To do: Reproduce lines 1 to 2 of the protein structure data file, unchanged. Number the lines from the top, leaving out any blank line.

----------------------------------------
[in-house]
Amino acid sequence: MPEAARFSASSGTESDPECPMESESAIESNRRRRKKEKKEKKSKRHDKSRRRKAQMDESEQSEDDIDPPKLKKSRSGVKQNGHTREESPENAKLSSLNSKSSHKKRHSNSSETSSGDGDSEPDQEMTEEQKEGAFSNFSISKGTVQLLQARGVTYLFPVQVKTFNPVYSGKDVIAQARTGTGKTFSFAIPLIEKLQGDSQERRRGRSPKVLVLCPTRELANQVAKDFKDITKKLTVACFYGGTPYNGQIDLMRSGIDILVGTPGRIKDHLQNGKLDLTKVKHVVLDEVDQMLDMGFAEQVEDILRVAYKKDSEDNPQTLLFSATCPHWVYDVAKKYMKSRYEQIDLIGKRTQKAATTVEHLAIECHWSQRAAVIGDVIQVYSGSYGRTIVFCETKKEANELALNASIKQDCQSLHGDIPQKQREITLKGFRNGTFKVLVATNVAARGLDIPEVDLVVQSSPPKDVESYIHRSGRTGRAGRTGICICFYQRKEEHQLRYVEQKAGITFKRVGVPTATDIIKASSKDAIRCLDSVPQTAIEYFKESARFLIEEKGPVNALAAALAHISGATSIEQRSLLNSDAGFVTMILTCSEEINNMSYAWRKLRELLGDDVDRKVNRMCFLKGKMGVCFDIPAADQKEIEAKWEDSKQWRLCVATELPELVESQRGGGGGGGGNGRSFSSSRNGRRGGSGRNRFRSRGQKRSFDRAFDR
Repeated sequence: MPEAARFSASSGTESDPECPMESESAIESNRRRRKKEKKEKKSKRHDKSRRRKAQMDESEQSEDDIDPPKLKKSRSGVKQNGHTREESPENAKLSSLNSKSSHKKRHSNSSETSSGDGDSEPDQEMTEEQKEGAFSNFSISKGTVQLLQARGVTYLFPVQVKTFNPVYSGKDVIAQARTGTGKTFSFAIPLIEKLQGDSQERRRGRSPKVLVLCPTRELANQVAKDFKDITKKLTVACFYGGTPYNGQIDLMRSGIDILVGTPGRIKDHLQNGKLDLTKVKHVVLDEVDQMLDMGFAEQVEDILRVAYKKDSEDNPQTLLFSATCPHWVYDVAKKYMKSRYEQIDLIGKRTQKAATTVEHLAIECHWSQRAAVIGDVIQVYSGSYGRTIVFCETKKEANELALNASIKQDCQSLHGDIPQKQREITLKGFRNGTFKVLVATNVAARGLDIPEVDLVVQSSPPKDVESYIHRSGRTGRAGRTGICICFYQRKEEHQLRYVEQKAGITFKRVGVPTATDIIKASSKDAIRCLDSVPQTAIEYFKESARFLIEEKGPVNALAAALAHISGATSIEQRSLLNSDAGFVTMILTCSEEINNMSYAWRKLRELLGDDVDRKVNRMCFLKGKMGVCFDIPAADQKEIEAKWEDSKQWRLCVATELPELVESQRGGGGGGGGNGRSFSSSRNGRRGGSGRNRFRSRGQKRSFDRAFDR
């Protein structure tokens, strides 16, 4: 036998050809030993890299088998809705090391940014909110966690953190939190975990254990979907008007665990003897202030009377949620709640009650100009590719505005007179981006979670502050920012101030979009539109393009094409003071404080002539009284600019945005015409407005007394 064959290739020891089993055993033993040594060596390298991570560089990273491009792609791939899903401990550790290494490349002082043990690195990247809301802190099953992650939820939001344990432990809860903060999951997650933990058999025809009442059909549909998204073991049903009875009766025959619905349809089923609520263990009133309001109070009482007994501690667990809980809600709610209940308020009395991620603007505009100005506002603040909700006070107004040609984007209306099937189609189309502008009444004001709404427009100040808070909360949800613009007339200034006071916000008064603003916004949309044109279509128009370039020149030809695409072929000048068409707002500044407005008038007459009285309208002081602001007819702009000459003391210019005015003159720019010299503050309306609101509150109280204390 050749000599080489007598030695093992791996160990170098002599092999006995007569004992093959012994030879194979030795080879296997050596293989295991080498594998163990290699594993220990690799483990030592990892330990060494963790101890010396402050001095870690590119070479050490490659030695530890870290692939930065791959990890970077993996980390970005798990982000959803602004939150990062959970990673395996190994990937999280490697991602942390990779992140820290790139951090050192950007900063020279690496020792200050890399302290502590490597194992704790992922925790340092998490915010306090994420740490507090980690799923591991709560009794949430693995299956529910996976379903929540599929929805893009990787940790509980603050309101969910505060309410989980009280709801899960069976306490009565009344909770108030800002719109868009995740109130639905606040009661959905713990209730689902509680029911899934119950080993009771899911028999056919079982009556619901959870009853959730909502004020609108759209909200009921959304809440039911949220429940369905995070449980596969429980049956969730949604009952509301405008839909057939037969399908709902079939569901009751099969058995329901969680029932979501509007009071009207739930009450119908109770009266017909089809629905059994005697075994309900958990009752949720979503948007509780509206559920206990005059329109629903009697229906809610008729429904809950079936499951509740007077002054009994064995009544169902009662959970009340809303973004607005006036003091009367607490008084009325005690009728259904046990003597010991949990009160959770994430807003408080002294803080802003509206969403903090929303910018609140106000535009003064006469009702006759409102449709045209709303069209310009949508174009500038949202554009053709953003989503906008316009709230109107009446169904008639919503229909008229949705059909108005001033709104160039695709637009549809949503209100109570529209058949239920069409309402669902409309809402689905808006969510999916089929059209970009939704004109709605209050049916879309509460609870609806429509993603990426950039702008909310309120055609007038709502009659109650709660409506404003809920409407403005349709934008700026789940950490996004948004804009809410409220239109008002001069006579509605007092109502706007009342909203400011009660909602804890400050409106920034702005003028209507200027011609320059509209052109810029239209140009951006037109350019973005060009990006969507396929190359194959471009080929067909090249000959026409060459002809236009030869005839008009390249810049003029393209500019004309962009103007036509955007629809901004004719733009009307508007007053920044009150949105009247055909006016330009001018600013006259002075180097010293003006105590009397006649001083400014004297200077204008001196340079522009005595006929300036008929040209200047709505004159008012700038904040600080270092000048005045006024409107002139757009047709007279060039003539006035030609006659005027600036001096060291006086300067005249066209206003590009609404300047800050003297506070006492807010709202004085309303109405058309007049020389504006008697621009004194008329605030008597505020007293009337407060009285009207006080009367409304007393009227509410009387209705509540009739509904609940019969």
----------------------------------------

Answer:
[in-house]
Amino acid sequence: MPEAARFSASSGTESDPECPMESESAIESNRRRRKKEKKEKKSKRHDKSRRRKAQMDESEQSEDDIDPPKLKKSRSGVKQNGHTREESPENAKLSSLNSKSSHKKRHSNSSETSSGDGDSEPDQEMTEEQKEGAFSNFSISKGTVQLLQARGVTYLFPVQVKTFNPVYSGKDVIAQARTGTGKTFSFAIPLIEKLQGDSQERRRGRSPKVLVLCPTRELANQVAKDFKDITKKLTVACFYGGTPYNGQIDLMRSGIDILVGTPGRIKDHLQNGKLDLTKVKHVVLDEVDQMLDMGFAEQVEDILRVAYKKDSEDNPQTLLFSATCPHWVYDVAKKYMKSRYEQIDLIGKRTQKAATTVEHLAIECHWSQRAAVIGDVIQVYSGSYGRTIVFCETKKEANELALNASIKQDCQSLHGDIPQKQREITLKGFRNGTFKVLVATNVAARGLDIPEVDLVVQSSPPKDVESYIHRSGRTGRAGRTGICICFYQRKEEHQLRYVEQKAGITFKRVGVPTATDIIKASSKDAIRCLDSVPQTAIEYFKESARFLIEEKGPVNALAAALAHISGATSIEQRSLLNSDAGFVTMILTCSEEINNMSYAWRKLRELLGDDVDRKVNRMCFLKGKMGVCFDIPAADQKEIEAKWEDSKQWRLCVATELPELVESQRGGGGGGGGNGRSFSSSRNGRRGGSGRNRFRSRGQKRSFDRAFDR